I've been taking advantage of the Python scripting Library module and have created a LoadLibrary script which loads specified files from other areas. My plans are to make this whole bit connected to a database and to have an engine which will load or unload various bits that are out of scope.
My project is the creation of a village, so I have objects that are scaled down to the millimeter, and up to a hundredth of a mile. But the village itself spans a much larger range, and I have encountered a few problems, even trying to take into account the ability to scale objects which contain meshes.
To help me along in my quest, I have a .blend file called "_unitsofmeasure.blend" which contains millimetercubed, centimetercubed, inchcubed, footcubed, yardcubed, metercubed, hundredthkmcubed and hundredthmilecubed objects. Experimenting, I found I had to stop here because of a few limitations with Blender 2.33a.
a) Using international standards, I used statistics to figure out exactly how a mile, my largest unit, relates to a millimeter, my smallest. I found I had to settle on 1 pixel = 1 cm, because if I got much smaller, the significant digits of the larger numbers would be off. That is, if I wanted 1 cm = 1 pixel, my attempt to get 1 mile = 160934.4 would fail because I found my mesh had a ceiling of -1000 to 1000, but if I tried to use 1 pixel = 100 cm, I would find my millimeter would become equal to 0.0005, which would always round up to 0.001.
b) Having decided to just create a "HundredthMileCube" reference object, I was able to keep the millimeter. I decided to try to make the mesh stay within the bounds of -1000 to 1000, but to scale the OBJECTS up or down as needed. Then I found I was unable to even SEE my objects because of the clipping.
c) I tried creating a camera object, and this helped a little bit. Now I was able to see more than just the user-centric browser (as opposed to Front, Side, Top), but I was still unable to see the whole thing.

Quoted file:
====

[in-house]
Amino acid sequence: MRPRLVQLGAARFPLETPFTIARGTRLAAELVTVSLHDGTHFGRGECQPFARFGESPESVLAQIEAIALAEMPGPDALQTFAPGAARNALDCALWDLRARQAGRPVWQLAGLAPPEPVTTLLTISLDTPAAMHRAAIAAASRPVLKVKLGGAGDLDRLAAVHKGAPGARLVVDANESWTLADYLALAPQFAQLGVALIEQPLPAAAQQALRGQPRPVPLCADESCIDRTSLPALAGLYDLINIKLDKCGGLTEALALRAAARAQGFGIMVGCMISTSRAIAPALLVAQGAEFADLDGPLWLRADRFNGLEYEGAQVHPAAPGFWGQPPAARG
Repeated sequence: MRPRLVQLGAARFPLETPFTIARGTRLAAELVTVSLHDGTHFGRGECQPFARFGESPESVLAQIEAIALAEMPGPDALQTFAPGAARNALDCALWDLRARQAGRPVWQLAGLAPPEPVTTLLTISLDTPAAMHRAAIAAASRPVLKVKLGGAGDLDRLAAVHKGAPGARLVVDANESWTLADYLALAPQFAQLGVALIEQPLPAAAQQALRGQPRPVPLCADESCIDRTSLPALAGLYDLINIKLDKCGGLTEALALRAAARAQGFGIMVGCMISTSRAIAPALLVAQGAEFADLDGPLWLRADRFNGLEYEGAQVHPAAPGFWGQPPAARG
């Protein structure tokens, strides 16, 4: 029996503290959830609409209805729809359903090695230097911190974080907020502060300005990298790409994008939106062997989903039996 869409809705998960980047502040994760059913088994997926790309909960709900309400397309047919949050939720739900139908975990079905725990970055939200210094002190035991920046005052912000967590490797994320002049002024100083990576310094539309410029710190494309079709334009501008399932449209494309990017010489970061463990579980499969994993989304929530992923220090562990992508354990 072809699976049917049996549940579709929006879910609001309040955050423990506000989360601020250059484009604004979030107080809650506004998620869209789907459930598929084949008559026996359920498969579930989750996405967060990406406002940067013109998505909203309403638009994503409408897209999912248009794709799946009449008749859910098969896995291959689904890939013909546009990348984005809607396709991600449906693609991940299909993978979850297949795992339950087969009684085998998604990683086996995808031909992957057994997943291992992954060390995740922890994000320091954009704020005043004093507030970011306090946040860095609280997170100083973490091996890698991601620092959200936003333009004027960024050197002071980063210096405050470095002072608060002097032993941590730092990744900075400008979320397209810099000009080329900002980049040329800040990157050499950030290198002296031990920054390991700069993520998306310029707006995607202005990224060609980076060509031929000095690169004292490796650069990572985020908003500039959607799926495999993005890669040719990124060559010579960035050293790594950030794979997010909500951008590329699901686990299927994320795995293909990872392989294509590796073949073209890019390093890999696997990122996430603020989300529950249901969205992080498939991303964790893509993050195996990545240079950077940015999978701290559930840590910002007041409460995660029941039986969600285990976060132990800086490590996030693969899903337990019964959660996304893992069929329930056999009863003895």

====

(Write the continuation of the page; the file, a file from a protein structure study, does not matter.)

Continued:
d) I also found the camera had a problem when I tried to go too high. I moved my camera some 2000 or 3000 pixels up with the grabber, and it popped back to a point closer to the origin.
BINGO! I figured out one of the problems. If I have my Number Panel visible, it immediately locks me back to 1000 for the axis that has gone over. But if I close the number panel, I don't have this problem.
Conclusion: I disagree that it is really all that much of a help to have Blender stay measure agnostic. I have a great need to keep a universal constant because I am working with objects that range greatly in size. But even if I use my units of measure blender file for reference, I am further complicated by the fact that I cannot see everything I am working with, and the number panel is placing arbitrary limits on my work.
I'll work with scripting to help me, create functions which scale down or up as needed, but that's not optimal.
By the way, what does the Physics engine use as a reference? Gravity of 9.8 in real physics means 9.8 meters per second per second. That would be visibly different if it were 9.8 km per second, and since Blender does not have dimensions, there is a problem.